Here at Mountaineers Books, we love the outdoors; The beauty, the majesty, the details.
But not all of nature is wonderful and postcard-esque. Parts of nature are poisonous, aggressive, and downright jerks. This little post celebrates those jerks, and the little details that make their jerk-dom so love-hatingly impressive.
1. A dead, even decapitated, pit viper can still bite and inject poison reflexively up to one hour after death. This should further reinforce the notion to not approach poisonous snakes.
Oh, the most common (human) profiles of pit viper bites in the US? The intoxicated, 17-27 year old male who intentionally approached the pit viper. Again, don’t go around challenging poisonous snakes, brah.
2. The small and furry Jumping Spider is so aggressive that often times, a victim will walk into an emergency room with the spider still attached — probably because you’d get kicked out of the waiting room when you wave around a furry ball of spite-incarnate on your arm.
3. Scorpions glow when exposed to ultra-violet light, like black lights. Whether or not scorprions are fans of techno-themed rave parties are yet to be verified, but they are now that much worse if they are.
4. Mosquitos bite men more often than female, adults more often than children, and overweight people rather than underweight. Well, of course they do.
5. Killer bees are actually near relatives of honeybees and the honeybees’ much better branding. Killer bees actually inject less venom per sting than the honeybee. Yet, approximately 60 deaths per year are caused by killer bees because of their low patience threshold, readiness to attack en masse,
leaves behind no witnesses, and sheer determination in chasing down victims for great distances.
Adapted from Don’t Get Bitten by Buck Tilton, M.S.
Goats are, in the academic opinion of this author, awesome-sauce. Granted, raising a goat in a studio apartment in the city may take more effort than keeping a goldfish alive (R.I.P. Captain Googly-eyes. You were the winds beneath my wings), so here’s some tips for you to raise your future herd.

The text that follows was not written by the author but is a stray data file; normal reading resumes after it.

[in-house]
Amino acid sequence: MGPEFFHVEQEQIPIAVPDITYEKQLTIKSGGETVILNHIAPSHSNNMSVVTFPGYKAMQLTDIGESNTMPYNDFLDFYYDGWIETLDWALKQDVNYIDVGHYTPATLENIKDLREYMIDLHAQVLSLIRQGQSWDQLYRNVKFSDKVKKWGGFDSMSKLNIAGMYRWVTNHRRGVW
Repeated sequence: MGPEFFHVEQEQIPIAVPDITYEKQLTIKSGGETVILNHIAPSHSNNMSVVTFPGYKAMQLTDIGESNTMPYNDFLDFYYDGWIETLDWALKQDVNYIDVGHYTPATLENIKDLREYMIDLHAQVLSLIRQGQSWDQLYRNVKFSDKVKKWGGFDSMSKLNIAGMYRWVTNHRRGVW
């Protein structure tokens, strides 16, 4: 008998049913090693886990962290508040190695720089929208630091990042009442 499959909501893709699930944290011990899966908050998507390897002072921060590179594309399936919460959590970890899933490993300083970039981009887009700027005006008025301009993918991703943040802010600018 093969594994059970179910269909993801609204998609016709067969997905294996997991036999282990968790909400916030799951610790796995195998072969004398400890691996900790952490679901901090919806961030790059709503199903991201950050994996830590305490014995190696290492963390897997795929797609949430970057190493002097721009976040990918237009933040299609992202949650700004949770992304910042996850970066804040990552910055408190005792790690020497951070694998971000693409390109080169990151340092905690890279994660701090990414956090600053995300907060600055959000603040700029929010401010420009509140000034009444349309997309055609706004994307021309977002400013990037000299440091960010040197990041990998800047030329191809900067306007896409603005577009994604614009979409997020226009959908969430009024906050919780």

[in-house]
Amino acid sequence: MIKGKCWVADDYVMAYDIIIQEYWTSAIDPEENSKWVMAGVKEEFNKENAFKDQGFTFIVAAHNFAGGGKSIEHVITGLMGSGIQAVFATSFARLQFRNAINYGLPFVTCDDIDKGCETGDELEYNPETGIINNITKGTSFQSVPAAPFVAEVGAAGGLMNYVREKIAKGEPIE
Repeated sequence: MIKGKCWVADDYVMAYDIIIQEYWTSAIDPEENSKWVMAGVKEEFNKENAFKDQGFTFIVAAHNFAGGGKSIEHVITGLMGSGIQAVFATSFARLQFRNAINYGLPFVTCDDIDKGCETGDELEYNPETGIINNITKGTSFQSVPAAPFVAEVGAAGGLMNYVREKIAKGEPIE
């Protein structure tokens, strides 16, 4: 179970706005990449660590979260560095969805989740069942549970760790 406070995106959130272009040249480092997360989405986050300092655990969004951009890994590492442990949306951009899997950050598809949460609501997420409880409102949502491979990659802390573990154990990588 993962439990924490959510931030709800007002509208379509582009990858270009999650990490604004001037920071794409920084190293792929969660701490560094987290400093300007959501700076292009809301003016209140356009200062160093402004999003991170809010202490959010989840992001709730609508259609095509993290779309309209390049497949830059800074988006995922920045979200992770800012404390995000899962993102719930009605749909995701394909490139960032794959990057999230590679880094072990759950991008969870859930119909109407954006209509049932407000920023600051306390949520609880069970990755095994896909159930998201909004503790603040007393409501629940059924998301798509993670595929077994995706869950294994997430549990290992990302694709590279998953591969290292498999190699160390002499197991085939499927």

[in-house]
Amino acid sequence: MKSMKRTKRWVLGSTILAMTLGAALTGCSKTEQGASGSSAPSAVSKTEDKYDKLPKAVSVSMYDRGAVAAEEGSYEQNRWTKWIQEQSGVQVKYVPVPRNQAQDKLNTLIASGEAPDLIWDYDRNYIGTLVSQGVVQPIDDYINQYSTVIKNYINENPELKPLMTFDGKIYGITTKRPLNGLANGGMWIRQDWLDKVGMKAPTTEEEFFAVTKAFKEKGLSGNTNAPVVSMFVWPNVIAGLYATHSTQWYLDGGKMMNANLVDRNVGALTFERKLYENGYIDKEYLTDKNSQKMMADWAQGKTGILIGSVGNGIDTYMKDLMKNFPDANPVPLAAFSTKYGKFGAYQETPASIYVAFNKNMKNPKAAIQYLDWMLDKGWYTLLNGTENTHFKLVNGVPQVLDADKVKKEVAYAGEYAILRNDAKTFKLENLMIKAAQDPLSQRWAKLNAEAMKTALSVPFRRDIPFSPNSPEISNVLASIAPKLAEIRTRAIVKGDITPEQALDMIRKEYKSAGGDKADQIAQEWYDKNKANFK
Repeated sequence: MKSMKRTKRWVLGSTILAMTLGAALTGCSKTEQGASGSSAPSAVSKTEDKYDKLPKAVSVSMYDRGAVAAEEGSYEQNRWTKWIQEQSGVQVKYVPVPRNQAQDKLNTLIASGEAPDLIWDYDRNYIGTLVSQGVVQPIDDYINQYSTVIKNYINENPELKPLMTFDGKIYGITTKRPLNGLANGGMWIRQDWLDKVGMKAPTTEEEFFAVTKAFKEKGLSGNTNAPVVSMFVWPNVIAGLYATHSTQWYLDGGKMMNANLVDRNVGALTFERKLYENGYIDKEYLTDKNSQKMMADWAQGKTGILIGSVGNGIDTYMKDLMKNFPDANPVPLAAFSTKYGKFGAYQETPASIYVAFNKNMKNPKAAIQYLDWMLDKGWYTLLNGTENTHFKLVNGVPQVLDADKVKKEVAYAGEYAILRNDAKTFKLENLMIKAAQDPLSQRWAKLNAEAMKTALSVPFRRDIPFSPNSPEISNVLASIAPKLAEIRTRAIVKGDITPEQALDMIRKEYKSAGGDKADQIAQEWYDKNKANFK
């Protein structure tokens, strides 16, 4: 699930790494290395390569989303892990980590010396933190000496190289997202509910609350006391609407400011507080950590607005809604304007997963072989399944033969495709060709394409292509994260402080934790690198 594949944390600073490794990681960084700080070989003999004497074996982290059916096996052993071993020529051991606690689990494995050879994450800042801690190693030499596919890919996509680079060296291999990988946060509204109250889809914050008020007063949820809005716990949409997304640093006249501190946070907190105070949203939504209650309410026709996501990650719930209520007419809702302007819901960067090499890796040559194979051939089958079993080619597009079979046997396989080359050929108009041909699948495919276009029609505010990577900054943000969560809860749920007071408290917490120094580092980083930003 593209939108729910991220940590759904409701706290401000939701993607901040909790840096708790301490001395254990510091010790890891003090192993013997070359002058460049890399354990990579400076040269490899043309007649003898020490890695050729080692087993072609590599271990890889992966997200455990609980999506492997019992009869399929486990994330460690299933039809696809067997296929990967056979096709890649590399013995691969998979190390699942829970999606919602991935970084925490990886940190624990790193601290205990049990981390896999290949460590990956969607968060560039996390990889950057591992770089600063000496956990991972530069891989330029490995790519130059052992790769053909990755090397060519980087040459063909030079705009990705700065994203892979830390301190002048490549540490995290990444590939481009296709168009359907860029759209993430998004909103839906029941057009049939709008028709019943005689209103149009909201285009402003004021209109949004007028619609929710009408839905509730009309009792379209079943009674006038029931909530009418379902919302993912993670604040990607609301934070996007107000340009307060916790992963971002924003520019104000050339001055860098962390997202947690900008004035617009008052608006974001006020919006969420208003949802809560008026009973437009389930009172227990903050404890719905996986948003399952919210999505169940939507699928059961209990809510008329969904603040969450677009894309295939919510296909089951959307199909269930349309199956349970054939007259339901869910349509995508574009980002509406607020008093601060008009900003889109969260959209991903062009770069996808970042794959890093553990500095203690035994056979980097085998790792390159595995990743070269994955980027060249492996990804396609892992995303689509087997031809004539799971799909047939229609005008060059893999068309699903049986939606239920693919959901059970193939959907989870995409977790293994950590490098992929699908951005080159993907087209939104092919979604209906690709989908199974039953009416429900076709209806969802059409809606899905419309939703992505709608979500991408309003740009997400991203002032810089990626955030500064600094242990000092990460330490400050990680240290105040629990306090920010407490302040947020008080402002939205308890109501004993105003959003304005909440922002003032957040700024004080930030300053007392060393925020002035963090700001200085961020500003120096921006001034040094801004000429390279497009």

1. Goats are not, as legends go, nature’s lawnmowers on hooves. To be sure, they’ll strip your bushes and plants clean, and leave behind a beautiful jumble of foliage-less bramble. What they won’t do is graze upon your lawn in an organized, mathematically-geometric manner. What they will do, instead, is nibble here and there on seemingly random whims.
2. Goats love to jump on things. Down from things. Up on top of things. Butt other goats to keep other goats from jumping atop things. Keep your goat entertained by having platforms to jump on/from/off/to/down. And seriously, what is cuter than seeing a kid hop about on your home-made crate-and-boxes jungle gym?
Just remember not to put your structures too close to your walls, or risk your goat busting out of their pen.
3. Goats have four stomachs. The rumen, reticulum, omasum, and abomasum. Of the four, the rumen is the primary stomach, acting as a fermentation vat where bacteria break down the nutrients in leaves, grass, and whatever else your goat consumed. It will be constantly in use. Thus, a good way to determine the health of your goat is to listen to the rumbling of the rumen — if you hear fewer than three rumbles a minute, it is a good idea to seek help immediately. Goats can’t survive long without a healthy rumen.
4. If you are starting out, always get at least two goats. Goats are herd animals, and having a companion is essential to their behavior. A single, lonely goat is going to stress the goat out, and a stressful goat is a troublesome goat who are more prone to disease and sickness.
Goats could get along with other animals, but goats like other goats best. Sheep and horses can keep a goat company, and a dog is a little bit iffy (especially if the dog spends a lot of time indoors). They don’t have to be the same breed. You can have a milking goat paired with a smaller, much more size-manageable goat like African Pygmies (this is your cue to Google “African Pygmies.” You are very welcome).
5. Goats can handle a night of freezing temperatures pretty well, but heat is not their specialty. A good idea is to have a spot in your goat’s pen that is always shaded.
A tree may seem like a natural choice (pun intended), but a goat will carefully, slowly, methodically nibble on the tree until the tree can’t survive. A trick is to wrap the tree trunk in material the goat can’t eat through (hardware cloth, for example). A goat may still get at the hanging branches, but with a large enough tree, it should be able to survive and adapt.
Adapted from City Goats, by Jennie P. Grant